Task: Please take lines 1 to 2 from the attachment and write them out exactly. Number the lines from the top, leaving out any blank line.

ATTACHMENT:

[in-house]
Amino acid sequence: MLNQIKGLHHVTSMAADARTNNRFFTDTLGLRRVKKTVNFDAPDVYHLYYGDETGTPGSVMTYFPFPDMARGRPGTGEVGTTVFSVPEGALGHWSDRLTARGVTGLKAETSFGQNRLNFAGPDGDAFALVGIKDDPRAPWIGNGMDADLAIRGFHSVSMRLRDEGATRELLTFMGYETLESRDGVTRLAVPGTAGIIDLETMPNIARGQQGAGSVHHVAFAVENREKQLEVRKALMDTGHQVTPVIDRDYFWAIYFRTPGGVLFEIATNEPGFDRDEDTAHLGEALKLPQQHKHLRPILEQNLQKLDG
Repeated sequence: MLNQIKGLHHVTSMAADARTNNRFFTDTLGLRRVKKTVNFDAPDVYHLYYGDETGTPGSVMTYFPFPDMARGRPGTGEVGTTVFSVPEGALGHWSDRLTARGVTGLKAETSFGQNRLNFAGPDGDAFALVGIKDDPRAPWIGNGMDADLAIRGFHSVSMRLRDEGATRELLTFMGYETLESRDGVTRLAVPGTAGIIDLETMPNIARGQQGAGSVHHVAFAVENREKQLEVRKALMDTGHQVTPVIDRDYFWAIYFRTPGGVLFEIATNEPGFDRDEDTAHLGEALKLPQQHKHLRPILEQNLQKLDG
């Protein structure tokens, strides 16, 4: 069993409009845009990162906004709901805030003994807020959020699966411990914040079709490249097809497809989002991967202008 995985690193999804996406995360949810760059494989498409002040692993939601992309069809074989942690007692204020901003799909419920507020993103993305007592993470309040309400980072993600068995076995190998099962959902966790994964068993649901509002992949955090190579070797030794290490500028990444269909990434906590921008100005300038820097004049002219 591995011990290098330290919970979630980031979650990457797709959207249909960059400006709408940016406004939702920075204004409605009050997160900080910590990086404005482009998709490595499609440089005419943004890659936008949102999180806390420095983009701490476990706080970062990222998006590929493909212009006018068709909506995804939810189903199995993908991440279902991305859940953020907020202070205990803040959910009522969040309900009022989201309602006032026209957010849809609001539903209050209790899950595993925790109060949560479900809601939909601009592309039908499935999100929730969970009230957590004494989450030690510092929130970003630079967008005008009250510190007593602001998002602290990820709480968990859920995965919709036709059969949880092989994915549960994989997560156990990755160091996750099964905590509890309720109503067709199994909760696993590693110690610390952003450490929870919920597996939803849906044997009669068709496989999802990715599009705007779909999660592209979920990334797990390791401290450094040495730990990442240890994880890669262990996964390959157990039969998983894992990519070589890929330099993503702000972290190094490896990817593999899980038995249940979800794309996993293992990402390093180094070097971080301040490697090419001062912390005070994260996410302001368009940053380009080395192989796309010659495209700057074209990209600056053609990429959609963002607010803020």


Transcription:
[in-house]
Amino acid sequence: MLNQIKGLHHVTSMAADARTNNRFFTDTLGLRRVKKTVNFDAPDVYHLYYGDETGTPGSVMTYFPFPDMARGRPGTGEVGTTVFSVPEGALGHWSDRLTARGVTGLKAETSFGQNRLNFAGPDGDAFALVGIKDDPRAPWIGNGMDADLAIRGFHSVSMRLRDEGATRELLTFMGYETLESRDGVTRLAVPGTAGIIDLETMPNIARGQQGAGSVHHVAFAVENREKQLEVRKALMDTGHQVTPVIDRDYFWAIYFRTPGGVLFEIATNEPGFDRDEDTAHLGEALKLPQQHKHLRPILEQNLQKLDG